With an abundance of sun and wind, Spain is positioning itself as Europe’s future leader in green hydrogen production. But some energy sector experts express caution over ramping up an industry that would be reliant on huge increases in renewable power. Currently, most hydrogen is produced from fossil fuels. So-called ‘green’ hydrogen is produced using renewable energy – such as wind, solar and hydropower. Since Russia’s invasion of Ukraine, the hydrogen sector has taken on greater importance in Europe. Russia is the world’s second-largest producer of natural gas, which powers most global hydrogen production. With sanctions in place, the European Union is refocusing on intra-bloc supply chains for its energy needs.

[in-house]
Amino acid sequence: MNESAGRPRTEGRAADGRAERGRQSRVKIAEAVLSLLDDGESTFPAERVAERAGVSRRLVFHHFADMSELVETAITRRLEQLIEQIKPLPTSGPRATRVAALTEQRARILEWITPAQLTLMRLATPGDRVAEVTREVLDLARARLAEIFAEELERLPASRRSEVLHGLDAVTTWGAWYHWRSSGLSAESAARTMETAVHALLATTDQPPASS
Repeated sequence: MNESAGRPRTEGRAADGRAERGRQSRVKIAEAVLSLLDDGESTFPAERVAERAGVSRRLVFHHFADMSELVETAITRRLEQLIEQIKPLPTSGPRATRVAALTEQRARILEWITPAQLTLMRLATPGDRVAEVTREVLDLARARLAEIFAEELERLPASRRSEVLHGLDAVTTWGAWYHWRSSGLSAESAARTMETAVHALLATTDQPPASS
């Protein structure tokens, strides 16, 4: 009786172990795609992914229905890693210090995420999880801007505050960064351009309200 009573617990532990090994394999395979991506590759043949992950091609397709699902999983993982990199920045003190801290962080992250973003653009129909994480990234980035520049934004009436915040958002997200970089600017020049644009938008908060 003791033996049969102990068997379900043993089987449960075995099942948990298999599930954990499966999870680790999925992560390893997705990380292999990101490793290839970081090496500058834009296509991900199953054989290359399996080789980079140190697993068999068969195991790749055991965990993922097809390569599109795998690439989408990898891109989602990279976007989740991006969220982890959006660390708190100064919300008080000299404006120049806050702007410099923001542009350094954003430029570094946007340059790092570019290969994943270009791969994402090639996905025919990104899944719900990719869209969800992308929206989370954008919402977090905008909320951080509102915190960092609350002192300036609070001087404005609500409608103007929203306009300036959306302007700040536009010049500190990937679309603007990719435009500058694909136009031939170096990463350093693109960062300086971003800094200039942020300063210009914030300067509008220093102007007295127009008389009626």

“Renewable energy, including renewable hydrogen, is a central pillar of the REPowerEU Plan, which is the EU’s strategy to get rid of Russian fossil fuels as soon as possible,” says EU Commissioner for Energy. As well as bolstering energy security, green hydrogen is important in the EU’s push for net zero. By 2030, the bloc is attempting to cut emissions by 55 per cent compared to 1990 levels. As part of this, it has proposed that the EU produce 10 million metric tonnes of renewable hydrogen by 2030 and to import 10 million metric tonnes more.
Spain, France, Germany and Portugal have agreed to build a hydrogen pipeline by 2030 to transport some 2 million metric tonnes of hydrogen to France annually. 

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